Early Monday morning, August 20th, Br Richard Bunch, SOLT, died of a cardiac arrest in William Harvey hospital in Ashford, Kent, United Kingdom. He died at peace with God and man, after having received the last sacraments of confession, holy communion, the anointing of the sick together with the apostolic pardon, and after an afternoon of tea, coffee, and good conversation and laughter at a local restaurant.
His funeral will take place on Tuesday, September 4th, at 10am at Virgin Mother of Good Counsel parish with a rosary the night before at 6pm. He will be buried at nearby Hawkinge Cemetery, followed by a tribute and meal at the Church Hall.
Here is the audio of a conversation he had with Fr Sam Medley, SOLT, hours before he died, where he speaks of the Christian meaning and value of the mystery of suffering and how he would like to have this present at his funeral mass.
If you have trouble listening to this, click here.
Br Richard Bunch, SOLT, was born on June 12, 1954 in Missouri as an Orthodox Jew. He and his parents lived in Manhattan, New York City, where he attended Hebrew school. One day on the way home from school he stopped in a big beautiful building. There he discovered an amazing peace which he couldn't describe, and it was only later that he found out that it was St Patrick's Cathedral and the peace was the divine presence of our Blessed Lord in the Holy Eucharist. His parents died in when he was only 13.
After graduating in Harvard in 1973 with a degree in International Relations and Psychology, he joined the navy for a 4 year tour. After encountering the great love of Jesus Christ, he became Catholic and joined the Redemptorists, making his final vows in 1981. He became a clinical psychologist, getting a doctorate from St Louis University and doing counseling at the Chicago Institute of Professional Psychology and teaching at the University of Chicago.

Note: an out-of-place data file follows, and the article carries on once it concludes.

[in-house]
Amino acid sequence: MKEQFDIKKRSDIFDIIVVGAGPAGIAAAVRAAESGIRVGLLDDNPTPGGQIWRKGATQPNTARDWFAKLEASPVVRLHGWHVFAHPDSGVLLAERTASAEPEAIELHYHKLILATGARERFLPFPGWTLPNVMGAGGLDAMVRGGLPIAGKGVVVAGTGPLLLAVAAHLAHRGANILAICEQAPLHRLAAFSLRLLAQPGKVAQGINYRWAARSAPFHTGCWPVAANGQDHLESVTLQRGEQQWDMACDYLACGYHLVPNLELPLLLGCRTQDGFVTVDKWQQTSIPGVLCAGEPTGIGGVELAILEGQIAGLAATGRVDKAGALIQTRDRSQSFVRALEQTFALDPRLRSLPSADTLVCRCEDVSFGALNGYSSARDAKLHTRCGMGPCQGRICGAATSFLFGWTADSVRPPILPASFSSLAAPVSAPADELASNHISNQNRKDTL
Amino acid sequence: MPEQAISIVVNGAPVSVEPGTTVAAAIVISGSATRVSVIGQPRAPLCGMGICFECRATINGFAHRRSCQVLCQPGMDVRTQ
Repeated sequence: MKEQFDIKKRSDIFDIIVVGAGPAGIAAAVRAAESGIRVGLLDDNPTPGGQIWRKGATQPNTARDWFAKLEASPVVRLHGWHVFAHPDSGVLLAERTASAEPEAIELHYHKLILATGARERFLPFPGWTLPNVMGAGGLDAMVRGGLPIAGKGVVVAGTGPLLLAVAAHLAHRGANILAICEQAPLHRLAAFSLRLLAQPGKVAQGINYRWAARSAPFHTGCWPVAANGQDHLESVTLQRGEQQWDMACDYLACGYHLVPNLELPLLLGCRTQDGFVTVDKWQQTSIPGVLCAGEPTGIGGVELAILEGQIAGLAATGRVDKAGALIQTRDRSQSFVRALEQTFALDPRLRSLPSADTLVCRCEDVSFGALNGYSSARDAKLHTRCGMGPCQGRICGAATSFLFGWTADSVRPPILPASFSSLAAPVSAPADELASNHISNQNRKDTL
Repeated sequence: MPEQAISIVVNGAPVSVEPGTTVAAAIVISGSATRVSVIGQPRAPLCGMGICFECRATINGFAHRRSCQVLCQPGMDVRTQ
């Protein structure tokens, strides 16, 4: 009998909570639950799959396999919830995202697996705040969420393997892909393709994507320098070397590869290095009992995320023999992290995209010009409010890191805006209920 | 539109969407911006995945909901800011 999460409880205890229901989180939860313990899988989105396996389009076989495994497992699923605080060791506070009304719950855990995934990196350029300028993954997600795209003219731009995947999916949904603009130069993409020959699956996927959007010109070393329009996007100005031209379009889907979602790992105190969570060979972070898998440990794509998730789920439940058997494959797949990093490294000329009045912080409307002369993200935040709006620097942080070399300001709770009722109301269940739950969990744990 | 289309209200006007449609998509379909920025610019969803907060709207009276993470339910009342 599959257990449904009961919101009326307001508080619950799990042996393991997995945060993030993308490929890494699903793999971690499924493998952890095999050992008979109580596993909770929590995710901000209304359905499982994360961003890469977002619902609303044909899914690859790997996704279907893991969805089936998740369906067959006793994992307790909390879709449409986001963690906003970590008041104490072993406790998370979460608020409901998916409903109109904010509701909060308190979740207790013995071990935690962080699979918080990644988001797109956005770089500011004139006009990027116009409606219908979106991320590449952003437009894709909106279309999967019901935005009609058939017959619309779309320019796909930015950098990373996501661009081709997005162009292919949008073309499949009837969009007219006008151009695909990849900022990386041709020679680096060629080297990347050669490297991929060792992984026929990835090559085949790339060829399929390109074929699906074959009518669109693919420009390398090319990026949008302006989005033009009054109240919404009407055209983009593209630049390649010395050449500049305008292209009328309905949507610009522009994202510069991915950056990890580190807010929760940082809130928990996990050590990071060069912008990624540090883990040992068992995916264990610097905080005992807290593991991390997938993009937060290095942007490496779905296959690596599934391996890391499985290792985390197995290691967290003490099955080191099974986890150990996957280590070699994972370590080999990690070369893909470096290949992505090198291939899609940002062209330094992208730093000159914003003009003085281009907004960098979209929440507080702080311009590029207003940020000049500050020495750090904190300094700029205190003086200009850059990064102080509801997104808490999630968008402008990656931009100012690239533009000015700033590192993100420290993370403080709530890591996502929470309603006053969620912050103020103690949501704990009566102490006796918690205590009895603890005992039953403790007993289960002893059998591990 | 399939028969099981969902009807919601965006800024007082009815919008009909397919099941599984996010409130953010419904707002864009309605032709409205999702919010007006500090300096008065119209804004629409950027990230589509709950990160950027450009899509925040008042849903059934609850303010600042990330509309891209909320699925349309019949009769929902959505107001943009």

Although he was doing great work helping people bring their hurts and pains to God, Our Lady had different plans for him. He discerned a call to join the Society of Our Lady of the Most Holy Trinity in 1992. He was then sent to Thailand, where he founded Alden House, an NGO that served those infected with HIV. At its peak the Alden House project ran 6 homes for the HIV infected. He said about the next twenty years in Thailand, that it was God's greatest gift to him. There he discovered Jesus Christ in the suffering and the dying.
He baptized thousands, rescuing women from cages, children from brothels, and becoming an expert in social reform. He was a consultant to the King of Thailand, met Queen Elizabeth of the United Kingdom, whom he described as, "the most informed person he had ever met about HIV and social reform needed to end it." He also met Blessed Pope John Paul II, Blessed Mother Teresa of Calcutta, and many other holy men and women working for the poor and suffering in Thailand. At one time, the apostolic pronuncio of Thailand had tried to convince him to become a bishop, but he refused any nomination of it. "I am not called to be a priest, but a brother to all in Jesus Christ."
This may sound like a lot of accomplishments but perhaps his greatest achievements were in the way in loved those that he served. He adopted two children and raised them, but had many other spiritual children all over the world. He was known for his wit and quick sense of humor, but also his love of music, taste in fashion, films, and food.
In the year 2000 he suffered a massive heart attack and lived the rest of his days with 81% of his heart in myopic infarction (death of heart tissue). His cardiologist comically referred to him as "the walking dead." He also suffered from diabetes, Parkinson's disease, and severe neuropathy.
Br Rick was assigned to the parish of the Virgin Mother of Good counsel in Hythe, Kent, UK, with the final mission to die. A month after he arrived he said, "I haven't come here to die. I have come to live!" We will mightily miss you Br Rick!